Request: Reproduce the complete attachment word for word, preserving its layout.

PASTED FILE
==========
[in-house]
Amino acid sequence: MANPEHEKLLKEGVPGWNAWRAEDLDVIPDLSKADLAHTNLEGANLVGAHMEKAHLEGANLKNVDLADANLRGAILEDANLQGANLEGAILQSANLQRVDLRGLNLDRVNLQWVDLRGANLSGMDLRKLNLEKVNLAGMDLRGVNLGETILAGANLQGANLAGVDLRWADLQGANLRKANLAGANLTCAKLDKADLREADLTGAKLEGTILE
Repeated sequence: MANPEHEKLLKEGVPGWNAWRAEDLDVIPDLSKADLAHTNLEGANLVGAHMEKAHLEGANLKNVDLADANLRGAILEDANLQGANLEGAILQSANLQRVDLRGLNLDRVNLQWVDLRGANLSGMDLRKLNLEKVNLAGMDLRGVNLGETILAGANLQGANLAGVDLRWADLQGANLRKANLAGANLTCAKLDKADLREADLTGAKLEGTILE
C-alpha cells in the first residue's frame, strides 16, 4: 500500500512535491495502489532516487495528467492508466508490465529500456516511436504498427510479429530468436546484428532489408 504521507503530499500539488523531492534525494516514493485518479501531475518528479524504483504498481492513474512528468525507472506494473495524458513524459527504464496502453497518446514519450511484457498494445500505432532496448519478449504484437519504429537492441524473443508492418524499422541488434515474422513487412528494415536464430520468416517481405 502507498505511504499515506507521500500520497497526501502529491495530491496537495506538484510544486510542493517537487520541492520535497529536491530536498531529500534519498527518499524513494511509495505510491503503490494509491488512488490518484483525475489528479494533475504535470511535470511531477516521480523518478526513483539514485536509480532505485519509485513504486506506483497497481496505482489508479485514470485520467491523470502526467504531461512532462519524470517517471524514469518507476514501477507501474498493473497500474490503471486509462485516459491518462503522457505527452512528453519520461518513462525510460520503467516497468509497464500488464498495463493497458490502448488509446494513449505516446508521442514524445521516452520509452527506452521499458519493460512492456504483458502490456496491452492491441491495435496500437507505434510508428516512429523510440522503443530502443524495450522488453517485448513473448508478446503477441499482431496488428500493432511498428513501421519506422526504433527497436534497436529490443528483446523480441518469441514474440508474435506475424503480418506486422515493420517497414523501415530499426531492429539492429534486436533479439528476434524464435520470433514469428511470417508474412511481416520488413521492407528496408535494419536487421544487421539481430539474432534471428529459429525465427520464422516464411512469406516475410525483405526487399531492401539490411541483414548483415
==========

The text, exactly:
[in-house]
Amino acid sequence: MANPEHEKLLKEGVPGWNAWRAEDLDVIPDLSKADLAHTNLEGANLVGAHMEKAHLEGANLKNVDLADANLRGAILEDANLQGANLEGAILQSANLQRVDLRGLNLDRVNLQWVDLRGANLSGMDLRKLNLEKVNLAGMDLRGVNLGETILAGANLQGANLAGVDLRWADLQGANLRKANLAGANLTCAKLDKADLREADLTGAKLEGTILE
Repeated sequence: MANPEHEKLLKEGVPGWNAWRAEDLDVIPDLSKADLAHTNLEGANLVGAHMEKAHLEGANLKNVDLADANLRGAILEDANLQGANLEGAILQSANLQRVDLRGLNLDRVNLQWVDLRGANLSGMDLRKLNLEKVNLAGMDLRGVNLGETILAGANLQGANLAGVDLRWADLQGANLRKANLAGANLTCAKLDKADLREADLTGAKLEGTILE
C-alpha cells in the first residue's frame, strides 16, 4: 500500500512535491495502489532516487495528467492508466508490465529500456516511436504498427510479429530468436546484428532489408 504521507503530499500539488523531492534525494516514493485518479501531475518528479524504483504498481492513474512528468525507472506494473495524458513524459527504464496502453497518446514519450511484457498494445500505432532496448519478449504484437519504429537492441524473443508492418524499422541488434515474422513487412528494415536464430520468416517481405 502507498505511504499515506507521500500520497497526501502529491495530491496537495506538484510544486510542493517537487520541492520535497529536491530536498531529500534519498527518499524513494511509495505510491503503490494509491488512488490518484483525475489528479494533475504535470511535470511531477516521480523518478526513483539514485536509480532505485519509485513504486506506483497497481496505482489508479485514470485520467491523470502526467504531461512532462519524470517517471524514469518507476514501477507501474498493473497500474490503471486509462485516459491518462503522457505527452512528453519520461518513462525510460520503467516497468509497464500488464498495463493497458490502448488509446494513449505516446508521442514524445521516452520509452527506452521499458519493460512492456504483458502490456496491452492491441491495435496500437507505434510508428516512429523510440522503443530502443524495450522488453517485448513473448508478446503477441499482431496488428500493432511498428513501421519506422526504433527497436534497436529490443528483446523480441518469441514474440508474435506475424503480418506486422515493420517497414523501415530499426531492429539492429534486436533479439528476434524464435520470433514469428511470417508474412511481416520488413521492407528496408535494419536487421544487421539481430539474432534471428529459429525465427520464422516464411512469406516475410525483405526487399531492401539490411541483414548483415